Espresso Mousse

The perfect dessert for coffee lovers. It is light and airy, not too sweet, and has a very good coffee flavour.

Espresso Mousse (8 servings)
Slightly adapted from “De Banketbakker – Cees Holtkamp”

400 g espresso, still hot
10 g gelatin (leafs, not powder)
150 g sugar
400 g whipping cream

Soak the gelatin in cold water.
Squeeze the excess moisture from the gelatin and add it to the hot espresso, stir to dissolve. Add the sugar. Leave to cool to room temperature.
Whip the cream. Fold the cream through the coffee. Pour into a large, wet pudding form or into individual cups or glasses.
Put in the fridge for several hours.
Serve the individual portions in their forms, or dip the large form in hot water and turn it out onto a plate.

Nice to serve with vanilla sauce, but it’s not necessary.


Lussekatter are Swedish saffron buns made with a brioche-type enriched dough. They are traditionally made for advent, and especially eaten on December 13th (Saint Lucy’s Day). But don’t let that stop you, they are delicious any day.

Making the snake shapes is quite a bit of work, so if you’re not up to that, make them round instead. Or play around with some other shapes.


Lussekatter (makes 20)
Slightly adapted from Joe Pastry

0,5 g saffron threads (not needed, but the buns will be paler without saffron)
225 g milk
500 g flour
60 g sugar
1/4 tsp salt
1 sachet dry yeast
115 g quark, room temperature (or use mascarpone, crème fraîche or sour cream as substitution)
50 g soft butter
egg wash (use a yolk for the best colour and shine)

Crush the saffron threads. Warm the milk to just simmerring and add the saffron. Stir it, then leave to cool to lukewarm.
Meanwhile, stir together the flour, sugar, salt and yeast. Add the milk and quark. Stir with a spoon until roughly mixed, then dump out onto your workbench and knead for about 7 minutes, until a smooth and supple dough forms. Then add the butter about a tablespoon at a time until it is all incorporated. Alternatively, use a standing mixer with a dough hook.
Place the dough in a large bowl, cover and let it rise for 45-60 minutes, or until doubled in size. Dump out onto your workbench and cut into 20 pieces. Roll out into snakes (about 35 cm), flatten slightly with your hands or a rolling pin, then roll one end inwards to about halfway, turn the whole thing over and roll the other end inwards – you’re making an S shape. Or, if you don’t have much time, just shape them into little balls. Place onto a baking sheet lined with baking paper, to proof for 30 minutes. Halfway, brush with the egg-wash and preheat the oven to 240C. Brush the buns again before baking. Bake 8-12 minutes.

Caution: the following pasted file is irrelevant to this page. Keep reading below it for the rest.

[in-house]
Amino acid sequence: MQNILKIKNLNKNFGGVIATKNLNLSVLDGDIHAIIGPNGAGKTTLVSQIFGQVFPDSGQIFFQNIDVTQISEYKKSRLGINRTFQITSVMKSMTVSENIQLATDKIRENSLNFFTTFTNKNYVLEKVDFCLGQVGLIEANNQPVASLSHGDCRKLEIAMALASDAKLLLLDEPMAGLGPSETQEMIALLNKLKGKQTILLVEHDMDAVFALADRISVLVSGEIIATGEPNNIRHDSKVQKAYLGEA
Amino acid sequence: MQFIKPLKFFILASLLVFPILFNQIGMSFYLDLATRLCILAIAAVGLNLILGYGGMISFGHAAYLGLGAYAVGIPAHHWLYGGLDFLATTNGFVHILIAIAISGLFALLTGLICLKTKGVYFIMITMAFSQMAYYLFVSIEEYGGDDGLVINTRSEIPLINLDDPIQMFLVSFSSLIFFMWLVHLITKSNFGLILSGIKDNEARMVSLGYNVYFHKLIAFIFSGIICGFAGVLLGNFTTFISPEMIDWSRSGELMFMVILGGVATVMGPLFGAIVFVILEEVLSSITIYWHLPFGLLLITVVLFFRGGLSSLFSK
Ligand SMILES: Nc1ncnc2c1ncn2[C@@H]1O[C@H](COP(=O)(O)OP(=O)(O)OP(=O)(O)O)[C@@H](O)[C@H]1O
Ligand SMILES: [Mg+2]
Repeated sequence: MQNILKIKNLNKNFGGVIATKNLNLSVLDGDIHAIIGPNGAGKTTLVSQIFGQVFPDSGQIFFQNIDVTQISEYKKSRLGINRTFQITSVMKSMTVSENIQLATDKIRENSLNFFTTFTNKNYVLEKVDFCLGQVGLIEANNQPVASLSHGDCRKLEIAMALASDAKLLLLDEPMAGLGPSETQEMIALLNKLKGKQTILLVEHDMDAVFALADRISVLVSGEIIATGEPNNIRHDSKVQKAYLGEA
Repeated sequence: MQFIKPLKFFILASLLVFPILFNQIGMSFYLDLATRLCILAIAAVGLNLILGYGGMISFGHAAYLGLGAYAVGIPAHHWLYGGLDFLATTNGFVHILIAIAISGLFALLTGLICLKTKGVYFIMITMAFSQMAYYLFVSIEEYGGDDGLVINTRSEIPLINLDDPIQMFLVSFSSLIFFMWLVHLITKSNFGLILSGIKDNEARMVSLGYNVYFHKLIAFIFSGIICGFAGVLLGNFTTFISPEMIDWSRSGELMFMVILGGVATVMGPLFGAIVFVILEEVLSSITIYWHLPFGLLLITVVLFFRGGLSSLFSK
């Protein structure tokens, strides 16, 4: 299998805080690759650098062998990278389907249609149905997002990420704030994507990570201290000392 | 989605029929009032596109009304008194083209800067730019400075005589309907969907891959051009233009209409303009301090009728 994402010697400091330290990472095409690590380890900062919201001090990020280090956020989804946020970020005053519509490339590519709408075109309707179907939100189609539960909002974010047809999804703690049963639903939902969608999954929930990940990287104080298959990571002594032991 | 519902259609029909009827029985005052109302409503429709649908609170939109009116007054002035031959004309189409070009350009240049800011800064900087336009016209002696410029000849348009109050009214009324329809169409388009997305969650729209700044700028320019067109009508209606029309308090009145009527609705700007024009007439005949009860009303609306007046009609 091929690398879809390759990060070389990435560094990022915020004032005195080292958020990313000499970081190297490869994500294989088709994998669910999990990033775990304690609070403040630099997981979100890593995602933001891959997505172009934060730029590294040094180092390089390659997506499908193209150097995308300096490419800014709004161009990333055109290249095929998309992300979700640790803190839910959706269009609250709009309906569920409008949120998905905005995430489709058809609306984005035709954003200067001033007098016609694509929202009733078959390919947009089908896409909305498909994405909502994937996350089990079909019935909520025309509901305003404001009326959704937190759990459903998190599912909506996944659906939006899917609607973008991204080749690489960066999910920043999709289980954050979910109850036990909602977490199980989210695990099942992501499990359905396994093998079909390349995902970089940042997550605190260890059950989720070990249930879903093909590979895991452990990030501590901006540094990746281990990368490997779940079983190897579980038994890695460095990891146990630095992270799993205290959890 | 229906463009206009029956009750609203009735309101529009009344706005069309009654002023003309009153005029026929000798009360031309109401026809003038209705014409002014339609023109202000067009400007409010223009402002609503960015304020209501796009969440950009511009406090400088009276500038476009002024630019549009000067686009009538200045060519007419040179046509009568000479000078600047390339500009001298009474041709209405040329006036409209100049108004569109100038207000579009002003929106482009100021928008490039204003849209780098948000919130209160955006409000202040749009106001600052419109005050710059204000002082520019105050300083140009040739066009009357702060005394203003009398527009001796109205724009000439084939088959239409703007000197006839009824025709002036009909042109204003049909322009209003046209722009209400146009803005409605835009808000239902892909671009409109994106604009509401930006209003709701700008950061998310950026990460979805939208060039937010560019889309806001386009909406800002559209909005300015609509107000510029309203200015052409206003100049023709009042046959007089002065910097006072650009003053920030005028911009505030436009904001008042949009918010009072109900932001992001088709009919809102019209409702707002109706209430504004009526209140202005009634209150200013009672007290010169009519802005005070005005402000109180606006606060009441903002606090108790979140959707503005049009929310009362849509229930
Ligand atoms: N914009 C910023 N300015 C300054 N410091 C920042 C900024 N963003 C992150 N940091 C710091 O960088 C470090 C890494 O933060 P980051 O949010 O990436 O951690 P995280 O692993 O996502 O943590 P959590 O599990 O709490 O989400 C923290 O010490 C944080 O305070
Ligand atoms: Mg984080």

They are best freshly baked, but the day after they are still delicious. After that, they get a bit stale.

Apple-Speculaas Muffins

Moist muffins with the lovely warmth of speculaas spice mix and sticky apples on top. A real big hit in my house.


Apple-Speculaas Muffins (12 muffins)
inspired on “Leon Ingredients & Recipes”

2 eggs
1/3 cup neutral tasting oil (for example rapeseed, rice bran)
1/3 + 1/4 cup unsweetened apple sauce (from ~1,5 large apple)
1/2 tsp vanilla extract
1/2 cup brown sugar
1 1/2 cup whole-wheat flour
1/4 cup bran
1 tsp baking soda
1 tsp baking powder
1/2 tsp speculaas spices
pinch of salt
handful chopped walnuts
1/2 apple chopped in small cubes, mixed with a little brown sugar and speculaas spices

Preheat the oven to 175C. Line a muffin pan with paper cups.
Whisk eggs, oil, apple sauce, vanilla and brown sugar together.
In a separate bowl, mix flour, bran, baking soda, baking powder, spices and salt.
Mix dry and wet ingredients until just mixed. Stir in the walnuts.
Spoon the batter in the prepared muffin cups. Top each one with a spoonful of chopped apple.
Cook for about 30 minutes in the preheated oven. Leave to cool on a wire rack.

Chocolate Bread

Chocolate bread. All the chocolate flavour, without the sometimes cloying richness and heaviness of cake. It came out a bit crumbly, plain it was slightly too dry, but with a dab of butter it was delicious. I think a smear of cream cheese would be nice as well, or some jam (cherry would be especially nice). Or you could use some of it for french toast, or bread pudding. I left out the chocolate chips and nuts, but will make this recipe again with them in.


Chocolate Bread
slightly adapted from David Lebovitz

180 ml milk, tepid
1 packet dry yeast (7 g)
75 g sugar
55 g butter